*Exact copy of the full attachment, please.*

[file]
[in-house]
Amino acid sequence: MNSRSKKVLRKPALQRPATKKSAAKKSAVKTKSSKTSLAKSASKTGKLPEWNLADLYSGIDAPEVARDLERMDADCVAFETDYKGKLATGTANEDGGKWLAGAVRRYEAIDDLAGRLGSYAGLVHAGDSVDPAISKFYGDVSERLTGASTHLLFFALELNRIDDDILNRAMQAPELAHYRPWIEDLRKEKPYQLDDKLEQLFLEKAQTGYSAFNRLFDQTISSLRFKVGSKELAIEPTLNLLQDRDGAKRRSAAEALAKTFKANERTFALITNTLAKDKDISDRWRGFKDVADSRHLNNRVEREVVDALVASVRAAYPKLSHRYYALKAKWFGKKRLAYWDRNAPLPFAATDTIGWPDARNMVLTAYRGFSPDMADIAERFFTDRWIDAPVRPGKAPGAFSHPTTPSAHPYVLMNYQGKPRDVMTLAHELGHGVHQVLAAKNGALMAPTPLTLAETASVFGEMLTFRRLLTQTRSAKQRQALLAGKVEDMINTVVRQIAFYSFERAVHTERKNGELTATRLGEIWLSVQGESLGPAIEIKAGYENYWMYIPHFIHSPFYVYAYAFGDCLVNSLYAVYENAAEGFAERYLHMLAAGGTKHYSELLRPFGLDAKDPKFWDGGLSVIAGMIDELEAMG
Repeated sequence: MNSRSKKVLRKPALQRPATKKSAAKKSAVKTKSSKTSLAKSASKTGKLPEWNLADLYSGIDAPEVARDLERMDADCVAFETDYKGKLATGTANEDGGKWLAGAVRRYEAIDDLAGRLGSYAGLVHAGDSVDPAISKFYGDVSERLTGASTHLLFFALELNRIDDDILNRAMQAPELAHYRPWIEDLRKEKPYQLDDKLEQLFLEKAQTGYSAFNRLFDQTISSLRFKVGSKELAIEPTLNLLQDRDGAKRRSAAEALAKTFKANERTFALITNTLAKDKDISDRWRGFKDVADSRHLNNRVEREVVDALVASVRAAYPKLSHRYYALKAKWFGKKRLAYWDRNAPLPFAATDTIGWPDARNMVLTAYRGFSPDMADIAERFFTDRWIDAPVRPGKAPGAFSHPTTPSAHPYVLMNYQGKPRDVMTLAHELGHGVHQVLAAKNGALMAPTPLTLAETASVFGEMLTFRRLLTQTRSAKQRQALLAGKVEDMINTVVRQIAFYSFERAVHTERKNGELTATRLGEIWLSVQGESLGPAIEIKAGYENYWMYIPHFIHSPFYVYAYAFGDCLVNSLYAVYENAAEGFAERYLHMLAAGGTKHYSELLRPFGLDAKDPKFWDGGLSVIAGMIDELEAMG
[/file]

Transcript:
[in-house]
Amino acid sequence: MNSRSKKVLRKPALQRPATKKSAAKKSAVKTKSSKTSLAKSASKTGKLPEWNLADLYSGIDAPEVARDLERMDADCVAFETDYKGKLATGTANEDGGKWLAGAVRRYEAIDDLAGRLGSYAGLVHAGDSVDPAISKFYGDVSERLTGASTHLLFFALELNRIDDDILNRAMQAPELAHYRPWIEDLRKEKPYQLDDKLEQLFLEKAQTGYSAFNRLFDQTISSLRFKVGSKELAIEPTLNLLQDRDGAKRRSAAEALAKTFKANERTFALITNTLAKDKDISDRWRGFKDVADSRHLNNRVEREVVDALVASVRAAYPKLSHRYYALKAKWFGKKRLAYWDRNAPLPFAATDTIGWPDARNMVLTAYRGFSPDMADIAERFFTDRWIDAPVRPGKAPGAFSHPTTPSAHPYVLMNYQGKPRDVMTLAHELGHGVHQVLAAKNGALMAPTPLTLAETASVFGEMLTFRRLLTQTRSAKQRQALLAGKVEDMINTVVRQIAFYSFERAVHTERKNGELTATRLGEIWLSVQGESLGPAIEIKAGYENYWMYIPHFIHSPFYVYAYAFGDCLVNSLYAVYENAAEGFAERYLHMLAAGGTKHYSELLRPFGLDAKDPKFWDGGLSVIAGMIDELEAMG
Repeated sequence: MNSRSKKVLRKPALQRPATKKSAAKKSAVKTKSSKTSLAKSASKTGKLPEWNLADLYSGIDAPEVARDLERMDADCVAFETDYKGKLATGTANEDGGKWLAGAVRRYEAIDDLAGRLGSYAGLVHAGDSVDPAISKFYGDVSERLTGASTHLLFFALELNRIDDDILNRAMQAPELAHYRPWIEDLRKEKPYQLDDKLEQLFLEKAQTGYSAFNRLFDQTISSLRFKVGSKELAIEPTLNLLQDRDGAKRRSAAEALAKTFKANERTFALITNTLAKDKDISDRWRGFKDVADSRHLNNRVEREVVDALVASVRAAYPKLSHRYYALKAKWFGKKRLAYWDRNAPLPFAATDTIGWPDARNMVLTAYRGFSPDMADIAERFFTDRWIDAPVRPGKAPGAFSHPTTPSAHPYVLMNYQGKPRDVMTLAHELGHGVHQVLAAKNGALMAPTPLTLAETASVFGEMLTFRRLLTQTRSAKQRQALLAGKVEDMINTVVRQIAFYSFERAVHTERKNGELTATRLGEIWLSVQGESLGPAIEIKAGYENYWMYIPHFIHSPFYVYAYAFGDCLVNSLYAVYENAAEGFAERYLHMLAAGGTKHYSELLRPFGLDAKDPKFWDGGLSVIAGMIDELEAMG